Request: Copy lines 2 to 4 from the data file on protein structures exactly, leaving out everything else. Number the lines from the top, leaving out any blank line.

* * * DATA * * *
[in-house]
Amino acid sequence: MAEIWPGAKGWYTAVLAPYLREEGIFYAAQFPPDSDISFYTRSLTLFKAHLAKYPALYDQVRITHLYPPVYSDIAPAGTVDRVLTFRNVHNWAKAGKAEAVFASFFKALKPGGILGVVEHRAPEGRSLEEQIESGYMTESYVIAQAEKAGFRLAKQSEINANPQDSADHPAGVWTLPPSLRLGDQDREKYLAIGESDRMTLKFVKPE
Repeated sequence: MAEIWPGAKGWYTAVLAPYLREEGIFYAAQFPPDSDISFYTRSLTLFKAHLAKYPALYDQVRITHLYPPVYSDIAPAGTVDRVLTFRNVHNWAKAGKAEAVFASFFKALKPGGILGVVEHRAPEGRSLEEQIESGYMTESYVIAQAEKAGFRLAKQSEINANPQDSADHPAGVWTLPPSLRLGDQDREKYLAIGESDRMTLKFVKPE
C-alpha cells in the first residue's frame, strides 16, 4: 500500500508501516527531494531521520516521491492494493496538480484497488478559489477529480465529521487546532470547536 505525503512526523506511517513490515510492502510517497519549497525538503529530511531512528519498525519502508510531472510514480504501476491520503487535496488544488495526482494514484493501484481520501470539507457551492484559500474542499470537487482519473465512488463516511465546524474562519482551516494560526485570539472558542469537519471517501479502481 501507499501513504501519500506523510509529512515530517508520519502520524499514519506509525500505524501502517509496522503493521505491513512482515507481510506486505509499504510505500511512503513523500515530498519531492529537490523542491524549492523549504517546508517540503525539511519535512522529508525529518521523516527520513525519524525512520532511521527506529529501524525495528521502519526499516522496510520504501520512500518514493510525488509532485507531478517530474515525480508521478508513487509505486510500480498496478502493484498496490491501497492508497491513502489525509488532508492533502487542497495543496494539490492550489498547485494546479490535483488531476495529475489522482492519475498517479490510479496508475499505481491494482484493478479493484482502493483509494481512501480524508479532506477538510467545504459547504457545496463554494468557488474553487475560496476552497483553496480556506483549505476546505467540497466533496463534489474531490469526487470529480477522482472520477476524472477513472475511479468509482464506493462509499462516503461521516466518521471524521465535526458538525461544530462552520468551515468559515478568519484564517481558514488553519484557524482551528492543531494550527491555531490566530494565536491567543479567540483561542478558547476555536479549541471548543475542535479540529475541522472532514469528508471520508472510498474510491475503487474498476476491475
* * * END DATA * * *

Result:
Amino acid sequence: MAEIWPGAKGWYTAVLAPYLREEGIFYAAQFPPDSDISFYTRSLTLFKAHLAKYPALYDQVRITHLYPPVYSDIAPAGTVDRVLTFRNVHNWAKAGKAEAVFASFFKALKPGGILGVVEHRAPEGRSLEEQIESGYMTESYVIAQAEKAGFRLAKQSEINANPQDSADHPAGVWTLPPSLRLGDQDREKYLAIGESDRMTLKFVKPE
Repeated sequence: MAEIWPGAKGWYTAVLAPYLREEGIFYAAQFPPDSDISFYTRSLTLFKAHLAKYPALYDQVRITHLYPPVYSDIAPAGTVDRVLTFRNVHNWAKAGKAEAVFASFFKALKPGGILGVVEHRAPEGRSLEEQIESGYMTESYVIAQAEKAGFRLAKQSEINANPQDSADHPAGVWTLPPSLRLGDQDREKYLAIGESDRMTLKFVKPE
C-alpha cells in the first residue's frame, strides 16, 4: 500500500508501516527531494531521520516521491492494493496538480484497488478559489477529480465529521487546532470547536 505525503512526523506511517513490515510492502510517497519549497525538503529530511531512528519498525519502508510531472510514480504501476491520503487535496488544488495526482494514484493501484481520501470539507457551492484559500474542499470537487482519473465512488463516511465546524474562519482551516494560526485570539472558542469537519471517501479502481 501507499501513504501519500506523510509529512515530517508520519502520524499514519506509525500505524501502517509496522503493521505491513512482515507481510506486505509499504510505500511512503513523500515530498519531492529537490523542491524549492523549504517546508517540503525539511519535512522529508525529518521523516527520513525519524525512520532511521527506529529501524525495528521502519526499516522496510520504501520512500518514493510525488509532485507531478517530474515525480508521478508513487509505486510500480498496478502493484498496490491501497492508497491513502489525509488532508492533502487542497495543496494539490492550489498547485494546479490535483488531476495529475489522482492519475498517479490510479496508475499505481491494482484493478479493484482502493483509494481512501480524508479532506477538510467545504459547504457545496463554494468557488474553487475560496476552497483553496480556506483549505476546505467540497466533496463534489474531490469526487470529480477522482472520477476524472477513472475511479468509482464506493462509499462516503461521516466518521471524521465535526458538525461544530462552520468551515468559515478568519484564517481558514488553519484557524482551528492543531494550527491555531490566530494565536491567543479567540483561542478558547476555536479549541471548543475542535479540529475541522472532514469528508471520508472510498474510491475503487474498476476491475